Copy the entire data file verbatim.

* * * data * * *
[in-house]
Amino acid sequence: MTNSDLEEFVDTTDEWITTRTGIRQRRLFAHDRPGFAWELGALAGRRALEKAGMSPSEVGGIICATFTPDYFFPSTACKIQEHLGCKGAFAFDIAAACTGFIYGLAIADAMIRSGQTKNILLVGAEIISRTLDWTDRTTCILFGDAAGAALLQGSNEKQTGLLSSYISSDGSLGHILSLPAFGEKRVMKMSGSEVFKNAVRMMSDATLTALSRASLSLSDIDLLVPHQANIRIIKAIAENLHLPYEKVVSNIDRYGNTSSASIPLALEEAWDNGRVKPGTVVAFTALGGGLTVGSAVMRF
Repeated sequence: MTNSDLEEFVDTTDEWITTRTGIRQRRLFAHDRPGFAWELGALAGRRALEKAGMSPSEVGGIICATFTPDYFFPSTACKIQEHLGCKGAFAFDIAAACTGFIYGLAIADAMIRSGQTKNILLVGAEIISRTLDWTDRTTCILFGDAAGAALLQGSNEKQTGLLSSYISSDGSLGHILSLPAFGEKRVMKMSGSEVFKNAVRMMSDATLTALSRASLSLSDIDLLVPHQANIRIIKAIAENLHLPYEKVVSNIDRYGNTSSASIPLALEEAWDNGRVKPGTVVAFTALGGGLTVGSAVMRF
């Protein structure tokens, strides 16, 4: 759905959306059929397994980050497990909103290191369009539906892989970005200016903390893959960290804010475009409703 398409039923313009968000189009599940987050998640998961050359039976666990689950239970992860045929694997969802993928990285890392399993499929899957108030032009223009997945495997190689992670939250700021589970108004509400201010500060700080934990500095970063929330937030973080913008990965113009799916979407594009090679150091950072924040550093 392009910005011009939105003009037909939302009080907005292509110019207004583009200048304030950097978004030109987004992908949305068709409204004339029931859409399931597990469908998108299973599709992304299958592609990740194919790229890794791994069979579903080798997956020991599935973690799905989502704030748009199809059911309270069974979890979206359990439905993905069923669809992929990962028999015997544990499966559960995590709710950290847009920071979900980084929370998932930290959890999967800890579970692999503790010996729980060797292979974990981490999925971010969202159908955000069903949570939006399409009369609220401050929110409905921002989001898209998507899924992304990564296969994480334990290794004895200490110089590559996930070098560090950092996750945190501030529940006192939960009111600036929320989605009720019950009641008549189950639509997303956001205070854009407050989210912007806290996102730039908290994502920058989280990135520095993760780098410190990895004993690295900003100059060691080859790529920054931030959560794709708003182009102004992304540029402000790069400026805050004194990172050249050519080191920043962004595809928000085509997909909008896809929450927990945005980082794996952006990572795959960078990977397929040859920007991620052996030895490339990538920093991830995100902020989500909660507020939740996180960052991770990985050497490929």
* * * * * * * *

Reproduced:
[in-house]
Amino acid sequence: MTNSDLEEFVDTTDEWITTRTGIRQRRLFAHDRPGFAWELGALAGRRALEKAGMSPSEVGGIICATFTPDYFFPSTACKIQEHLGCKGAFAFDIAAACTGFIYGLAIADAMIRSGQTKNILLVGAEIISRTLDWTDRTTCILFGDAAGAALLQGSNEKQTGLLSSYISSDGSLGHILSLPAFGEKRVMKMSGSEVFKNAVRMMSDATLTALSRASLSLSDIDLLVPHQANIRIIKAIAENLHLPYEKVVSNIDRYGNTSSASIPLALEEAWDNGRVKPGTVVAFTALGGGLTVGSAVMRF
Repeated sequence: MTNSDLEEFVDTTDEWITTRTGIRQRRLFAHDRPGFAWELGALAGRRALEKAGMSPSEVGGIICATFTPDYFFPSTACKIQEHLGCKGAFAFDIAAACTGFIYGLAIADAMIRSGQTKNILLVGAEIISRTLDWTDRTTCILFGDAAGAALLQGSNEKQTGLLSSYISSDGSLGHILSLPAFGEKRVMKMSGSEVFKNAVRMMSDATLTALSRASLSLSDIDLLVPHQANIRIIKAIAENLHLPYEKVVSNIDRYGNTSSASIPLALEEAWDNGRVKPGTVVAFTALGGGLTVGSAVMRF
């Protein structure tokens, strides 16, 4: 759905959306059929397994980050497990909103290191369009539906892989970005200016903390893959960290804010475009409703 398409039923313009968000189009599940987050998640998961050359039976666990689950239970992860045929694997969802993928990285890392399993499929899957108030032009223009997945495997190689992670939250700021589970108004509400201010500060700080934990500095970063929330937030973080913008990965113009799916979407594009090679150091950072924040550093 392009910005011009939105003009037909939302009080907005292509110019207004583009200048304030950097978004030109987004992908949305068709409204004339029931859409399931597990469908998108299973599709992304299958592609990740194919790229890794791994069979579903080798997956020991599935973690799905989502704030748009199809059911309270069974979890979206359990439905993905069923669809992929990962028999015997544990499966559960995590709710950290847009920071979900980084929370998932930290959890999967800890579970692999503790010996729980060797292979974990981490999925971010969202159908955000069903949570939006399409009369609220401050929110409905921002989001898209998507899924992304990564296969994480334990290794004895200490110089590559996930070098560090950092996750945190501030529940006192939960009111600036929320989605009720019950009641008549189950639509997303956001205070854009407050989210912007806290996102730039908290994502920058989280990135520095993760780098410190990895004993690295900003100059060691080859790529920054931030959560794709708003182009102004992304540029402000790069400026805050004194990172050249050519080191920043962004595809928000085509997909909008896809929450927990945005980082794996952006990572795959960078990977397929040859920007991620052996030895490339990538920093991830995100902020989500909660507020939740996180960052991770990985050497490929």